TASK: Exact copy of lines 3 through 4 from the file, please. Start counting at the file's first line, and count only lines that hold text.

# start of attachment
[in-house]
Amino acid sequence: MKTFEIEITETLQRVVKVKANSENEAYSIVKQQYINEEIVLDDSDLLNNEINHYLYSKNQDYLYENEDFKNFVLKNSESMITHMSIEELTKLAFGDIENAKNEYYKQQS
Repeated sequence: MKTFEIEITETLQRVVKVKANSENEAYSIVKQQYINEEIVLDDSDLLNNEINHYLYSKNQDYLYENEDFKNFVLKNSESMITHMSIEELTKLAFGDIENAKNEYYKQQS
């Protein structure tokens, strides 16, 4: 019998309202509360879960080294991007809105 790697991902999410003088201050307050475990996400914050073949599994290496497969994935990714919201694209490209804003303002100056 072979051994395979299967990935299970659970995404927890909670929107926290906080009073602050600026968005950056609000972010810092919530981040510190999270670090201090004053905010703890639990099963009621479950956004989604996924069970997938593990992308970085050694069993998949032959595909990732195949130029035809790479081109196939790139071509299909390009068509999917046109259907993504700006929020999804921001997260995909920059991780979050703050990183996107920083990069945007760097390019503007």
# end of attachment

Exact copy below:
Repeated sequence: MKTFEIEITETLQRVVKVKANSENEAYSIVKQQYINEEIVLDDSDLLNNEINHYLYSKNQDYLYENEDFKNFVLKNSESMITHMSIEELTKLAFGDIENAKNEYYKQQS
């Protein structure tokens, strides 16, 4: 019998309202509360879960080294991007809105 790697991902999410003088201050307050475990996400914050073949599994290496497969994935990714919201694209490209804003303002100056 072979051994395979299967990935299970659970995404927890909670929107926290906080009073602050600026968005950056609000972010810092919530981040510190999270670090201090004053905010703890639990099963009621479950956004989604996924069970997938593990992308970085050694069993998949032959595909990732195949130029035809790479081109196939790139071509299909390009068509999917046109259907993504700006929020999804921001997260995909920059991780979050703050990183996107920083990069945007760097390019503007």